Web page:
特別講演, 招待講演, インターナショナル・セッション, 会長講演
The Japanese Journal of Gastroenterological Surgery
The two overriding challenges of chronic pancreatitis are gland insufficiency (both exocrine and endocrine) and intractable pain. The latter not only creates a state of constant misery, but also adversely affects dietary intake and thereby diabetes management. In most cases, opiate addiction and its demeaning life style foilow. The pain has universally been assumed to arise from pancreatic duct obstruction by scar and/or concretions. More than half of patients will have their main pancreatic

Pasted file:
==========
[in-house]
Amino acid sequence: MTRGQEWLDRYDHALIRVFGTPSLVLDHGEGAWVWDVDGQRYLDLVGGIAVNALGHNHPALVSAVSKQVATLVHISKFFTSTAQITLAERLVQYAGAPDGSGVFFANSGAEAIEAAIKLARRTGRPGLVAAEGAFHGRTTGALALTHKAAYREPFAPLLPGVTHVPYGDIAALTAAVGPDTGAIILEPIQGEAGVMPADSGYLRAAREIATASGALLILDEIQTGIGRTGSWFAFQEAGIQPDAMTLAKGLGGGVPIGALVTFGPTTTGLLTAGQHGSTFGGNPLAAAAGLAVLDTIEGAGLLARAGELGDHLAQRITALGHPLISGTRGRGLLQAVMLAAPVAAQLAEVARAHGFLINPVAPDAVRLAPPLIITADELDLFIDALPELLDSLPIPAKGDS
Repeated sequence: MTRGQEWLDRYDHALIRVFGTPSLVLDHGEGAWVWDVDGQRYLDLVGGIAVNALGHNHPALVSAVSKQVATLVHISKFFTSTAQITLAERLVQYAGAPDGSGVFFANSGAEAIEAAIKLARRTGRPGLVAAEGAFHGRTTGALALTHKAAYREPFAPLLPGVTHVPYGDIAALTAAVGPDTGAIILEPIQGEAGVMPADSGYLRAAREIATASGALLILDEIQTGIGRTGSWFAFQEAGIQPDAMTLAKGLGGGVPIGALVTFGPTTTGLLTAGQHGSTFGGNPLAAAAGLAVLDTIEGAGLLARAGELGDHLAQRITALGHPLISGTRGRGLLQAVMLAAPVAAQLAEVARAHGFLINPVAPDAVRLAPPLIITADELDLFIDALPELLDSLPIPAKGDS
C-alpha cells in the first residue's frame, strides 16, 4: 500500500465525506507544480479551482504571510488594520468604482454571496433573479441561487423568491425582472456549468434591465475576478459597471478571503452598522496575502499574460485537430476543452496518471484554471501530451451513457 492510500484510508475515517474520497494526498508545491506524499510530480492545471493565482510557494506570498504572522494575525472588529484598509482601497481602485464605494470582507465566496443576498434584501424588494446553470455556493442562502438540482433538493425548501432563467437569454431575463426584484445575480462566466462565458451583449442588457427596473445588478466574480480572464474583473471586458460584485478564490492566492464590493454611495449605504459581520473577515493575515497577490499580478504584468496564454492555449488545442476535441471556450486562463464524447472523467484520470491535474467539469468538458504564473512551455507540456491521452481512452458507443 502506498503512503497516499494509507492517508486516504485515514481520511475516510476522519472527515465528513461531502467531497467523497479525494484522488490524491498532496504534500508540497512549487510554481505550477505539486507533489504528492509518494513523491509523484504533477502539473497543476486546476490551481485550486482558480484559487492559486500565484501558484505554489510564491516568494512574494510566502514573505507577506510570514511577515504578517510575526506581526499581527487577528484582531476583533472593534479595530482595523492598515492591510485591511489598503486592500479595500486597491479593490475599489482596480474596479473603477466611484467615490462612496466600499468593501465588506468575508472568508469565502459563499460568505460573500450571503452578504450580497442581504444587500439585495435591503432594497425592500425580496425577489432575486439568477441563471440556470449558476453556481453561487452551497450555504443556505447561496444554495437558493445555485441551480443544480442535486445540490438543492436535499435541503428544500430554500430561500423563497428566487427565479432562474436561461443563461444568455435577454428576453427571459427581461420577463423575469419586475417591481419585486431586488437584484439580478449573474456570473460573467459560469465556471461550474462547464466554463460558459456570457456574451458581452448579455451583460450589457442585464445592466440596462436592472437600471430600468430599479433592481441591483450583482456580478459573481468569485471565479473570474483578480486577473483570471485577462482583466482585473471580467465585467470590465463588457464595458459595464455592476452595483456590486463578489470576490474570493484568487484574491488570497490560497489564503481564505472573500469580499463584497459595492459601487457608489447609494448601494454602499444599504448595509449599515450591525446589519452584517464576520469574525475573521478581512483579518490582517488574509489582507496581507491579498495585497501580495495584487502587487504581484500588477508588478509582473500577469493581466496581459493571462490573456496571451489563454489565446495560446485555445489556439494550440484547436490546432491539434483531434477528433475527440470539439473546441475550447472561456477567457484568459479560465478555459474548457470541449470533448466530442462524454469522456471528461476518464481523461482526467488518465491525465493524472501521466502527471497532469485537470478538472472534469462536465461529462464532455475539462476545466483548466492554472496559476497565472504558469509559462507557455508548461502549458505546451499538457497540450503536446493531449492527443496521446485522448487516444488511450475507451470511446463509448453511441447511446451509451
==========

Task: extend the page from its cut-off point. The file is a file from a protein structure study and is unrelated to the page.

... main pancreatic duct converted into a chain of lithic lakes. Distal duct drainage (Duval) has provided only temporary respite, while a more thorough duct decompression from pancreatic head to tip of tail (Puestow) has given true lasting relief to but a third. For those who have failed duct drainage or whose pathologic anatomy defies duct anastomosis, pancreatic resection has become the mainstay of patient salvage. However, a balance must be struck between near complete pancreatectomy with its attendent brittle diabetes-usually life-constraining and often life-threatening itself-and the less than ideal chance for pain elimination by a more conservative resection. As a general rule, ablation of 80% of pancreas, will provide considerable reduction in severity of pain at far less the cost in worsening an already fragile diabetic state. In an attempt to avoid the added risks of operation and subsequent complications of more difficult diabetic management, afferent nerve interruption has appeared to offer a reasonable alternative. Celiac plexus blocks with alcohol give only temporary relief, which unfortunately lasts for shorter and shorter periods after each repeat treatment. Surgical celiac ganglionectomy is seldom complete, is a major procedure, and has been inconsistent in pain control. Results with sympathectomy are no better. On the other hand, unilateral splanchnic nerve resection (greater and lesser) has produced a permanent freedom from pain in approximately two-thirds of patients, while recurrence of symptoms-almost always in the opposite upper quadrant of the abdomen-can be eliminated by contralateral splanchnicectomy, thereby finally achieving complete pain relief. Since the discomfort of a thorocotomy incision is significant, any fresh source of pain automatically becomes a major obstacle in breaking patient narcotic addiction. To offset this drawback, thorocoscopic splanchnic denervation has been adopted and, in an initial trial, has proven to be reliable. Only time will show whether this new approach will attain the desired result without complicating the patient's course by a major operation or a now more brittle diabetes.